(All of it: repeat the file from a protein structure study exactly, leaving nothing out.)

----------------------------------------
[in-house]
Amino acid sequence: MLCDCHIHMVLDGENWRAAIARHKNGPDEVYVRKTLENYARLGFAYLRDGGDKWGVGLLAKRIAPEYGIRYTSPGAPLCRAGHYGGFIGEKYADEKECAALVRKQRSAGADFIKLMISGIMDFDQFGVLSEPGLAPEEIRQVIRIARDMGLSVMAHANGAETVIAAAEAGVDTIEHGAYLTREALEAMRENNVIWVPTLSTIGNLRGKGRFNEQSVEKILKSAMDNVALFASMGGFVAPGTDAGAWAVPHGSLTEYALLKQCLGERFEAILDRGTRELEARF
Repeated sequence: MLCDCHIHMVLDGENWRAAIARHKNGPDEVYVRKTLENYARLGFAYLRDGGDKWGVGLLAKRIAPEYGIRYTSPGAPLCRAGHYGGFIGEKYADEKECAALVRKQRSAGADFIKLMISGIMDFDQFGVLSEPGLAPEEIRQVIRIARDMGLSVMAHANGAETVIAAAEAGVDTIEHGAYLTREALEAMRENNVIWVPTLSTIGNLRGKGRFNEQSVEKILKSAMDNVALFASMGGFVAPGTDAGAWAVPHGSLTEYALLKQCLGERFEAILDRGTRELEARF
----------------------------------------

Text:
[in-house]
Amino acid sequence: MLCDCHIHMVLDGENWRAAIARHKNGPDEVYVRKTLENYARLGFAYLRDGGDKWGVGLLAKRIAPEYGIRYTSPGAPLCRAGHYGGFIGEKYADEKECAALVRKQRSAGADFIKLMISGIMDFDQFGVLSEPGLAPEEIRQVIRIARDMGLSVMAHANGAETVIAAAEAGVDTIEHGAYLTREALEAMRENNVIWVPTLSTIGNLRGKGRFNEQSVEKILKSAMDNVALFASMGGFVAPGTDAGAWAVPHGSLTEYALLKQCLGERFEAILDRGTRELEARF
Repeated sequence: MLCDCHIHMVLDGENWRAAIARHKNGPDEVYVRKTLENYARLGFAYLRDGGDKWGVGLLAKRIAPEYGIRYTSPGAPLCRAGHYGGFIGEKYADEKECAALVRKQRSAGADFIKLMISGIMDFDQFGVLSEPGLAPEEIRQVIRIARDMGLSVMAHANGAETVIAAAEAGVDTIEHGAYLTREALEAMRENNVIWVPTLSTIGNLRGKGRFNEQSVEKILKSAMDNVALFASMGGFVAPGTDAGAWAVPHGSLTEYALLKQCLGERFEAILDRGTRELEARF